Hike Beautiful Colorado

If you think Rocky Mountain National Park is beautiful just wait until you see the rest of Colorado.
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If you think Rocky Mountain National Park is beautiful just wait until you see the rest of Colorado. We don't want to keep you, so just dive right into our suggestions for some of the best day hikes and backpacking trips around Rocky Mountain National Park.

Day Hikes
Steamboat Springs: Upper Fish Creek Falls
5 miles out-and-back

Close to Steamboat Springs, this popular waterfall is considered by many to be one of Colorado's best. From the main parking lot on Fish Creek Falls Road, begin a short 0.5-mile descent to Fish Creek and Fish Creek Falls. After crossing the creek and checking out the lower falls, begin a steep ascent through a rich aspen forest prime for late fall hiking. In 2.5-miles the trail emerges at Upper Fish Creek Falls. Snap some photos and then head back the way you came. (Luckily it's mostly all downhill)

Ft. Collins: Greyrock Mountain (Roosevelt National Forest)
7 miles out-and-back

Perfect for a short day hike, this 7-mile out-and-back catapults hikers nearly 2,000-feet to the summit of Greyrock Mountain. (Don't worry the elevations worth it; the views are pretty amazing.) To hike, park along Hwy 14-sings point the way-and begin hiking along the Poudre River. The trail soon leaves the river and ascends 2,000 feet to Greyrock's summit. The last few hundred feet is a non-technical scramble with a few dead ends, but the route is never fully exposed or treacherous. To return, scramble back down the mountain and head back down the trail to your car.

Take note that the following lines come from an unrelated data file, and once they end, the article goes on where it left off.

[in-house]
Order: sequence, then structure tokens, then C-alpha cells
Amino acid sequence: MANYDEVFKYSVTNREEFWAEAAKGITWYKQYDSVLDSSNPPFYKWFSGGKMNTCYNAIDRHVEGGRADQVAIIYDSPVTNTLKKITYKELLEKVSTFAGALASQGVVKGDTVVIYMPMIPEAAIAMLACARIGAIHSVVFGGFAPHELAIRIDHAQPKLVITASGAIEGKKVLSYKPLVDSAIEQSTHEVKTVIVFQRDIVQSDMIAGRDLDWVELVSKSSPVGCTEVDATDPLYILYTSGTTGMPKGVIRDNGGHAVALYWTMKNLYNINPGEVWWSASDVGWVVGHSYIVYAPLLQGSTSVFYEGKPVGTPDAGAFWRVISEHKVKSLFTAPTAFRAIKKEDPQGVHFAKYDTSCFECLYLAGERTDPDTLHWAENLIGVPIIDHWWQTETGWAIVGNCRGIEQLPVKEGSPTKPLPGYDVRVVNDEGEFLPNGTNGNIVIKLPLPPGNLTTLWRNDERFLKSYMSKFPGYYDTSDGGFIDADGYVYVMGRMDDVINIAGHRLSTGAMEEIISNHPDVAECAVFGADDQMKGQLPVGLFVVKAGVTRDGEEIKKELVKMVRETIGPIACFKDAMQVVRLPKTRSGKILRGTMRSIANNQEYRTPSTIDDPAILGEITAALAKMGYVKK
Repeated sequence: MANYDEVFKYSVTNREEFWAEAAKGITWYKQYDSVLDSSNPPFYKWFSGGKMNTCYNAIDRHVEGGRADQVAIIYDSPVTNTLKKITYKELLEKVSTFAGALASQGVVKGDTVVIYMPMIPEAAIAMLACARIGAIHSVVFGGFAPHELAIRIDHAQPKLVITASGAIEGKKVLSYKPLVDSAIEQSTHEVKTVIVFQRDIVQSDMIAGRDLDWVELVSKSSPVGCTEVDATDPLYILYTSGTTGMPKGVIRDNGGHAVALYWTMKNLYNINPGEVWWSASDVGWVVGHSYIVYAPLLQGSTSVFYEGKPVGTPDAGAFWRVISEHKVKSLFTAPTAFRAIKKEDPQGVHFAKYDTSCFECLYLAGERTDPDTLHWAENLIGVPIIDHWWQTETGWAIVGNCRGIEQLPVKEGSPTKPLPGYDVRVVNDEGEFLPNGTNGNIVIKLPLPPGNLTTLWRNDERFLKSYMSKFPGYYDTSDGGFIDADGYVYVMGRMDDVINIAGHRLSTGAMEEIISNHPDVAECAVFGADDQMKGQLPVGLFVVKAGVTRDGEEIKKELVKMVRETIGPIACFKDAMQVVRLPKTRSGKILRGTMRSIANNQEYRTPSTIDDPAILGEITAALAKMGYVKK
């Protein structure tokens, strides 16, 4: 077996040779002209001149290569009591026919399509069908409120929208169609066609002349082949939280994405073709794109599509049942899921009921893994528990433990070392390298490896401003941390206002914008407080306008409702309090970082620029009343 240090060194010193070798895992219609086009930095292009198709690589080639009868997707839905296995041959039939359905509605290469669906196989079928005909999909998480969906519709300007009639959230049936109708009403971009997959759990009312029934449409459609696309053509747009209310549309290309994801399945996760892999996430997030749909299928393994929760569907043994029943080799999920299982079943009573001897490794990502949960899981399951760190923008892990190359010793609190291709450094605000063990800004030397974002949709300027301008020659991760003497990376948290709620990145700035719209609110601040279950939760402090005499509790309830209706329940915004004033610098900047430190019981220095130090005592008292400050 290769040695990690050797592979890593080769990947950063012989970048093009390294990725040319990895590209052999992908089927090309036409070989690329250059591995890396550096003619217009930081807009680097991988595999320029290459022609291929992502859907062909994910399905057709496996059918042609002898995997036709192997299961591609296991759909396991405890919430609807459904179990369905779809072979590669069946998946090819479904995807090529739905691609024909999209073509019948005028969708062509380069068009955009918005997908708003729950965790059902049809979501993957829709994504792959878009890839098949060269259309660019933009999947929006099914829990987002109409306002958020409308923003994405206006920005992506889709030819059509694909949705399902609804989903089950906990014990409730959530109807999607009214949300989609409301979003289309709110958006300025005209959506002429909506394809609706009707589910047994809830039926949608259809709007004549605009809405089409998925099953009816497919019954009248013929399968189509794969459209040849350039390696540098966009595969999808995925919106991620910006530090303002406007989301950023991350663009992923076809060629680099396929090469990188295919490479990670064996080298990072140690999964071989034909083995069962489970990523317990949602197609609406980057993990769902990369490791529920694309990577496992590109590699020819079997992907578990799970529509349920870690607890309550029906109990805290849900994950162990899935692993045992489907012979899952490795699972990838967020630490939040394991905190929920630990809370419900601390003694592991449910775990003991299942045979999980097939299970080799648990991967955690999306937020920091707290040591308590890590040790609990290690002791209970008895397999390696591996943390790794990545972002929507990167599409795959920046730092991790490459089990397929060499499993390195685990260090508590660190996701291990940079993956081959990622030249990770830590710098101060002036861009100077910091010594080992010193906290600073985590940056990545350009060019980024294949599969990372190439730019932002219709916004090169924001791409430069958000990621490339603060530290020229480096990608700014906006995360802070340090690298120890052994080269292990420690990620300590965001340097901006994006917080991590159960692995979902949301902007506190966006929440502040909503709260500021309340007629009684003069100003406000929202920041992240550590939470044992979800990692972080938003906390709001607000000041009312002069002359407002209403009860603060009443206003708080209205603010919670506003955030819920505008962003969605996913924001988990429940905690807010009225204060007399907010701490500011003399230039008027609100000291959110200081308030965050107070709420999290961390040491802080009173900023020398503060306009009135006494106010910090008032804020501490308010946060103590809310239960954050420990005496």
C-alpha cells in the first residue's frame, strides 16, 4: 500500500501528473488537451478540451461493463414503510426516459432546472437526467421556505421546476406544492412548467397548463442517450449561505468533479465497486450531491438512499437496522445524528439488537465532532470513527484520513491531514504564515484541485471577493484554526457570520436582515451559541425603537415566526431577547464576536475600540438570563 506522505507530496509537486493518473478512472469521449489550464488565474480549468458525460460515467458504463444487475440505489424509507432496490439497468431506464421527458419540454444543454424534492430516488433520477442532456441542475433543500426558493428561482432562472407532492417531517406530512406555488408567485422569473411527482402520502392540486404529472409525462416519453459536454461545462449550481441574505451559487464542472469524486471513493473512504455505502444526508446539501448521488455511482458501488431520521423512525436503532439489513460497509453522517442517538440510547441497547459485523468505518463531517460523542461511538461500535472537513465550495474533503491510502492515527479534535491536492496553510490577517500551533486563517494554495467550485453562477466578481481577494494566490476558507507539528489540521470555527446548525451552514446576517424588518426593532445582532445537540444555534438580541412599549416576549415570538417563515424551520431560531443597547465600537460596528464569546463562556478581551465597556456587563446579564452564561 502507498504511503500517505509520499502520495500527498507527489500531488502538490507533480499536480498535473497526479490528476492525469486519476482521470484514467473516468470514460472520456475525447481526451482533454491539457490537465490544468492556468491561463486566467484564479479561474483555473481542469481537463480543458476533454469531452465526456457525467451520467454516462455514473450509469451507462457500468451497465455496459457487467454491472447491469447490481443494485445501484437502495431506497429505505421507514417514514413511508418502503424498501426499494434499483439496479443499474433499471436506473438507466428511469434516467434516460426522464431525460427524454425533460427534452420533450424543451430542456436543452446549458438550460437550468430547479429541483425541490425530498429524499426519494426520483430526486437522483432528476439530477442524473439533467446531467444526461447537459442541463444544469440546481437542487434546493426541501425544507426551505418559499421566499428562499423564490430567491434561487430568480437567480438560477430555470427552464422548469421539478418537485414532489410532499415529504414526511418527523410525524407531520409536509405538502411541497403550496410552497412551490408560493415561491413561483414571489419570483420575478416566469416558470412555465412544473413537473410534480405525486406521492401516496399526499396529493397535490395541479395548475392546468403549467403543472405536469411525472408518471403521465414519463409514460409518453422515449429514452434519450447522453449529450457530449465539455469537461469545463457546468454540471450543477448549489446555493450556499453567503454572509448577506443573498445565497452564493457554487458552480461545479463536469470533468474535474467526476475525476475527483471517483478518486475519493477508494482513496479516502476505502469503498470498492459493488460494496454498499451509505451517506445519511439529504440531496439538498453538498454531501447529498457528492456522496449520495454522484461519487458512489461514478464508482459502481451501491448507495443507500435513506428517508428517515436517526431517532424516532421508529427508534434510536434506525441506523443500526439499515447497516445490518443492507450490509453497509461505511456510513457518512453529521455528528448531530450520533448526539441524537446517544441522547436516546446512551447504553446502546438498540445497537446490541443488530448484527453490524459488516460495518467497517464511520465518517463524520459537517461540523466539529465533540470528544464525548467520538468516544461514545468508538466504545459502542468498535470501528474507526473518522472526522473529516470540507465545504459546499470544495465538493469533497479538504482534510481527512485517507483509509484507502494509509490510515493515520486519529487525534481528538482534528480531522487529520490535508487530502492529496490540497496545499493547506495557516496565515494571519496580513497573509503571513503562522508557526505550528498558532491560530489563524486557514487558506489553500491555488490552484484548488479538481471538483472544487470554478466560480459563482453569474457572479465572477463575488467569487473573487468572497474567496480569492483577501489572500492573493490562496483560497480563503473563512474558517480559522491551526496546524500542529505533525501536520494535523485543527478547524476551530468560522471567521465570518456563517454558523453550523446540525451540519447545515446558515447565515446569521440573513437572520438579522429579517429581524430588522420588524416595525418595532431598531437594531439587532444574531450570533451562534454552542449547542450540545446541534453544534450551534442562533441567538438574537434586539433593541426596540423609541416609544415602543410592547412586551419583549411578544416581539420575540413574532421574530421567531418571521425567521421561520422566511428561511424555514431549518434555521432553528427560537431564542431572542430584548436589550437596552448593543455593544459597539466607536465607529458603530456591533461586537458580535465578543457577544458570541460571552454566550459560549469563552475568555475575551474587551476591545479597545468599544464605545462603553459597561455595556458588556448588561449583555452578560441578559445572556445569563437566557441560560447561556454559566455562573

Nederland: Arapahoe Pass (Indian Peaks Wilderness)
6.25 miles out-and-back

Popular with locals searching for spectacular early summer wildflowers, this relatively moderate day hike includes cascading waterfalls and open valleys framed by jagged peaks. From Nederland, head 8.9 miles to the Fourth of July Trailhead. The parking lot fills up early, so if you see cars parked on the dirt road it might be best to just park there. The trail gradually climbs through old spruce trees, before cresting tree line emerging into a spectacular alpine valley dotted with seasonal streams and lush tundra. Pass old remnants of the Fourth of July Mine and continue along a steady 1-mile ascent to Arapahoe Pass. At the pass drink in 360-degree 50-mile views complete with shimmering lakes, towering peaks, and deep valleys. To return simply follow the trail back down to your car.

Backpacking
Devils Thumb and Kings Lake (Indian Peaks Wilderness)
2+ Days, Think of this two-day adventure as if walking into a postcard and becoming completely overwhelmed in Colorado's awesome beauty.

Day 1
Easily expanded to three, four, or five days, begin your journey from the Hessie Trailhead just a few miles from Nederland. The first day is a 6.4-mile hike to Devils Thumb Lake through open meadows and healthy subalpine forest. Campsites are first come, first serve, and if full there is more backcountry camping available just a short distance up the trail. Fish the evening light away as Devils Thumb looms ominously overhead to the west rising 12,285 feet high.

Day 2
Day two begins with a strenuous 1.1-mile assent up Devils Thumb Pass (11,747) where the trail makes a hard left merging onto the High Lonesome Trail. It is here you can easily add mileage to your journey. Instead of turning left make a right and hike up the spine of the Indian Peaks Wilderness.

At the Continental Divide Trail junction, turn left and head down a steep grade to Kings Lake, a dark blue pocket of water at the bottom or a large cirque. Passing Kings Lake the trail continues to steadily descend through open tundra, lush meadows, and healthy uniform forest. The trail eventually meets back up with Hessie Trail and your car.

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